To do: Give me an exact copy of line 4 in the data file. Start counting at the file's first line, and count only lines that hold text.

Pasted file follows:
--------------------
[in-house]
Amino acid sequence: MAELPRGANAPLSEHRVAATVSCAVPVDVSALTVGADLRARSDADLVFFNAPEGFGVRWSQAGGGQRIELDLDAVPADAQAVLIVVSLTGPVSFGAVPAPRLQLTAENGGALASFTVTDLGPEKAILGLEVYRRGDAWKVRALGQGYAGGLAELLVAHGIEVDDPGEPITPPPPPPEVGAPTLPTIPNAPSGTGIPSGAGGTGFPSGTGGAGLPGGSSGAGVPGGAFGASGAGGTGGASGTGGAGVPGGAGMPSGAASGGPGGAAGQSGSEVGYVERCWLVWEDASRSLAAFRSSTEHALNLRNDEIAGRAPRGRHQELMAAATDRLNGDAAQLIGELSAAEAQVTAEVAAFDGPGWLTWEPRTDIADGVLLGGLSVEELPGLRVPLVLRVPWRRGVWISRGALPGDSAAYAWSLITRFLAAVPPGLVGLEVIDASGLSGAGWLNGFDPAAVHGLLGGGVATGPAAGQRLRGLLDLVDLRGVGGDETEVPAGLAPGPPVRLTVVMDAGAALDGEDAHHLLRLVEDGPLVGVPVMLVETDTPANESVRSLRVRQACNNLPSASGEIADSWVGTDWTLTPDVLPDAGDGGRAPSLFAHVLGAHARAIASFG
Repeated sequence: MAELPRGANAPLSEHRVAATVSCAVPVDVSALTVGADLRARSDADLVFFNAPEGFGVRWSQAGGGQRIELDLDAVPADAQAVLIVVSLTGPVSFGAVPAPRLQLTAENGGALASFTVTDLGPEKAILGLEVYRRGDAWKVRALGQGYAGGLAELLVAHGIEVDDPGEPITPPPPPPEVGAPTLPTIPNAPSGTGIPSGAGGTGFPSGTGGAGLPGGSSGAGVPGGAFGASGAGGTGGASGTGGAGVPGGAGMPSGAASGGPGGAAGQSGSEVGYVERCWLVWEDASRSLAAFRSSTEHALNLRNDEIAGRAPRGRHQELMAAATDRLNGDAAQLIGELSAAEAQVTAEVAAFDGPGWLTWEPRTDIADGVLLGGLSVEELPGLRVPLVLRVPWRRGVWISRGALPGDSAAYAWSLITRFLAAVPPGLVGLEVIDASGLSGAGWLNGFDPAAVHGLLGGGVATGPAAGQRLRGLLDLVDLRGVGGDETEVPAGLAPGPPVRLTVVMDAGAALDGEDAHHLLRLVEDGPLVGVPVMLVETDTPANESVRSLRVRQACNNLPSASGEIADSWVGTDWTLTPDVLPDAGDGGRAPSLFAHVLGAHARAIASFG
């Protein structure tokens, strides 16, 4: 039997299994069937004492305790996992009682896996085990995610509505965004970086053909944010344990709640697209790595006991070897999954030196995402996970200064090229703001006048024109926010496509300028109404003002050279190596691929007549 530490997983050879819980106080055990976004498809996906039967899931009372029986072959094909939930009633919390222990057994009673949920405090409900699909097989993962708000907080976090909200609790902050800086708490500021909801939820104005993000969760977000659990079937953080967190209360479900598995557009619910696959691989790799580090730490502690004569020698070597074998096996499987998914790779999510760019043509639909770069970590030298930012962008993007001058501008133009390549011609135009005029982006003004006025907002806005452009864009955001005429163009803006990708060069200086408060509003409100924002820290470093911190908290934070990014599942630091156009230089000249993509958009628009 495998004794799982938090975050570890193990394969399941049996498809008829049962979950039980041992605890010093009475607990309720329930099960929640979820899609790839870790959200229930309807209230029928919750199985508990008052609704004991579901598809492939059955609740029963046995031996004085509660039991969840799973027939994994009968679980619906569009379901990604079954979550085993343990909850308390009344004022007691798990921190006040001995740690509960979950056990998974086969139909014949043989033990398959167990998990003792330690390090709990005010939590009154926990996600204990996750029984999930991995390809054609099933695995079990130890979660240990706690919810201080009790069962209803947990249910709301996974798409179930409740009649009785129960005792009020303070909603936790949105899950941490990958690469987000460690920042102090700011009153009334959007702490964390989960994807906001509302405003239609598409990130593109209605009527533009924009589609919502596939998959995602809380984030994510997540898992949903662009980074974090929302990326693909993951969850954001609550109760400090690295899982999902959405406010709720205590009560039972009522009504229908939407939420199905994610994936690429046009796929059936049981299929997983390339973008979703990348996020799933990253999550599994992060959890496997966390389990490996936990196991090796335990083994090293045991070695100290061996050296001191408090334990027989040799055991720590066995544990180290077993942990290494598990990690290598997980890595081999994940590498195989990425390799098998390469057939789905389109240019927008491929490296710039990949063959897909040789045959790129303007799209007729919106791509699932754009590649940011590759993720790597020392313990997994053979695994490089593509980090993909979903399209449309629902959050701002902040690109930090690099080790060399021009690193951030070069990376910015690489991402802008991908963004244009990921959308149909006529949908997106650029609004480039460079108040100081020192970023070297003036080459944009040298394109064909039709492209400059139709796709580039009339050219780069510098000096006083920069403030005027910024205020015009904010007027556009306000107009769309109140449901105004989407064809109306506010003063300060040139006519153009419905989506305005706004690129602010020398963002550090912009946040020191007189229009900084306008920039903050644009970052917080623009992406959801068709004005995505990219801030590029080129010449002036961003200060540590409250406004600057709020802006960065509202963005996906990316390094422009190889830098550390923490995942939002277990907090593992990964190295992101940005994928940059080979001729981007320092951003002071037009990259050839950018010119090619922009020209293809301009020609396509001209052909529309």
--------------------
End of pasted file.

């Protein structure tokens, strides 16, 4: 039997299994069937004492305790996992009682896996085990995610509505965004970086053909944010344990709640697209790595006991070897999954030196995402996970200064090229703001006048024109926010496509300028109404003002050279190596691929007549 530490997983050879819980106080055990976004498809996906039967899931009372029986072959094909939930009633919390222990057994009673949920405090409900699909097989993962708000907080976090909200609790902050800086708490500021909801939820104005993000969760977000659990079937953080967190209360479900598995557009619910696959691989790799580090730490502690004569020698070597074998096996499987998914790779999510760019043509639909770069970590030298930012962008993007001058501008133009390549011609135009005029982006003004006025907002806005452009864009955001005429163009803006990708060069200086408060509003409100924002820290470093911190908290934070990014599942630091156009230089000249993509958009628009 495998004794799982938090975050570890193990394969399941049996498809008829049962979950039980041992605890010093009475607990309720329930099960929640979820899609790839870790959200229930309807209230029928919750199985508990008052609704004991579901598809492939059955609740029963046995031996004085509660039991969840799973027939994994009968679980619906569009379901990604079954979550085993343990909850308390009344004022007691798990921190006040001995740690509960979950056990998974086969139909014949043989033990398959167990998990003792330690390090709990005010939590009154926990996600204990996750029984999930991995390809054609099933695995079990130890979660240990706690919810201080009790069962209803947990249910709301996974798409179930409740009649009785129960005792009020303070909603936790949105899950941490990958690469987000460690920042102090700011009153009334959007702490964390989960994807906001509302405003239609598409990130593109209605009527533009924009589609919502596939998959995602809380984030994510997540898992949903662009980074974090929302990326693909993951969850954001609550109760400090690295899982999902959405406010709720205590009560039972009522009504229908939407939420199905994610994936690429046009796929059936049981299929997983390339973008979703990348996020799933990253999550599994992060959890496997966390389990490996936990196991090796335990083994090293045991070695100290061996050296001191408090334990027989040799055991720590066995544990180290077993942990290494598990990690290598997980890595081999994940590498195989990425390799098998390469057939789905389109240019927008491929490296710039990949063959897909040789045959790129303007799209007729919106791509699932754009590649940011590759993720790597020392313990997994053979695994490089593509980090993909979903399209449309629902959050701002902040690109930090690099080790060399021009690193951030070069990376910015690489991402802008991908963004244009990921959308149909006529949908997106650029609004480039460079108040100081020192970023070297003036080459944009040298394109064909039709492209400059139709796709580039009339050219780069510098000096006083920069403030005027910024205020015009904010007027556009306000107009769309109140449901105004989407064809109306506010003063300060040139006519153009419905989506305005706004690129602010020398963002550090912009946040020191007189229009900084306008920039903050644009970052917080623009992406959801068709004005995505990219801030590029080129010449002036961003200060540590409250406004600057709020802006960065509202963005996906990316390094422009190889830098550390923490995942939002277990907090593992990964190295992101940005994928940059080979001729981007320092951003002071037009990259050839950018010119090619922009020209293809301009020609396509001209052909529309």